Iceland founder Sir Malcolm Walker says he has no plans to sell and has rebuffed several potential buyers. 

Walker has reasserted his vow to maintain control of the discount frozen foods retailer, despite approaches from several potential buyers since the beginning of the pandemic, The Sunday Telegraph reported.

According to The Sunday Telegraph, Walker has seen “frequent approaches” for the chain and opportunistic investors buying its debt at a discounted rate.

Investors are understood to have bought the supermarket’s high-yield bonds for as little as 67p in the pound earlier this year, a strategy that is often used by investors intending to position themselves for a debt-for-equity swap, which may allow them to take control of a business if borrowing further was to become unaffordable.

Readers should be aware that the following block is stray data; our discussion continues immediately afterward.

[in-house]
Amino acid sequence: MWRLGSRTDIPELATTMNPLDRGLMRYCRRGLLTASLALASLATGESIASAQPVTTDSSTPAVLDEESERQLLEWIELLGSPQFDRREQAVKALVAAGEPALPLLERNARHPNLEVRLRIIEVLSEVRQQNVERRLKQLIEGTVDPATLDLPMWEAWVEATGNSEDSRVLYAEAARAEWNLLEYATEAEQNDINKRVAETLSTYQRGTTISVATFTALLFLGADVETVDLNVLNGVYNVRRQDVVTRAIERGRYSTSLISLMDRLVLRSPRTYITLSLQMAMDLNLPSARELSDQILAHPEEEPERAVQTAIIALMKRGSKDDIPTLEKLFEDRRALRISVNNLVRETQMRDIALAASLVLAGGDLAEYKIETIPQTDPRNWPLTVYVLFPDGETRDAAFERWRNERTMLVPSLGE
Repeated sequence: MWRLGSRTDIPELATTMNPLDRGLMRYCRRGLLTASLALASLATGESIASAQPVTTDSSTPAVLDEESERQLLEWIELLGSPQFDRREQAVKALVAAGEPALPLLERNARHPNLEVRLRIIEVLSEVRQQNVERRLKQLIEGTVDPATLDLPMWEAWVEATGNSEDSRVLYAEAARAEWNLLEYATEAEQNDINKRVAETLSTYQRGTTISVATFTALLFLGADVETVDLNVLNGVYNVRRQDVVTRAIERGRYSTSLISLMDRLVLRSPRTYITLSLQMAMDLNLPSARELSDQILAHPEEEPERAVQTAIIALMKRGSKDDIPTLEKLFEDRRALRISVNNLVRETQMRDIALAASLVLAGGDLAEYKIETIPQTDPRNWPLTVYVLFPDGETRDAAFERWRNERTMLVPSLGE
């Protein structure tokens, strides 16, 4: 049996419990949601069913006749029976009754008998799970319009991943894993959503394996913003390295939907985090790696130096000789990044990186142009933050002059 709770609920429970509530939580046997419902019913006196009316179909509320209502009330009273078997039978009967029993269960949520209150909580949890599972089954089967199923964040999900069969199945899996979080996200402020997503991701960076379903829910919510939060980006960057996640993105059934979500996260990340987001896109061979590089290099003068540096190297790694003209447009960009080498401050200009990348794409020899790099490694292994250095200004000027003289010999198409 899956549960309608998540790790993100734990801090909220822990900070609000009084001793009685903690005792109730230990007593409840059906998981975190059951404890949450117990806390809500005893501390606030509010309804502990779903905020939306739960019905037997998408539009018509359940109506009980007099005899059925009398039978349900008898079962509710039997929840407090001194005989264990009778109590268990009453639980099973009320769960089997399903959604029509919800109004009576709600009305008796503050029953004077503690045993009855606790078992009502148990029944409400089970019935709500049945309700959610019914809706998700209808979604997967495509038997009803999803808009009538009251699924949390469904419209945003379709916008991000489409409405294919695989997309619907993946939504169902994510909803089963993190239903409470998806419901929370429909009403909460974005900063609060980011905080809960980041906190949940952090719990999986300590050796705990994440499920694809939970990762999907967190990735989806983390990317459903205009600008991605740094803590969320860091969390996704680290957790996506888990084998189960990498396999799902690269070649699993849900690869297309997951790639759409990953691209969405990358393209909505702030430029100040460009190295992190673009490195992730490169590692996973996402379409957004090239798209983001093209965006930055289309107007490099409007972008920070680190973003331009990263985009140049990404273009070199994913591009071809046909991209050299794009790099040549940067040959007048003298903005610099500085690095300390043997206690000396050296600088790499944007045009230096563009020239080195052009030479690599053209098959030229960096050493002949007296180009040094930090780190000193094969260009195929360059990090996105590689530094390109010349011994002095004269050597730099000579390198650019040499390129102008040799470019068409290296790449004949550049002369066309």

Walker and Tarsem Dhaliwal, co-owner of Iceland, told The Telegraph: “Our 2025 bonds are trading in the mid-80s, which is positive given the current economic climate. The maturity is over two years away, we are paying a very low fixed interest rate, and when the time comes we are supremely confident of our refinancing plans.”

Walker also asserted that only “a very small proportion” of its suppliers had credit insurance. 

The frozen food specialist trades from more than 1,000 Iceland and The Food Warehouse fascias across the UK.

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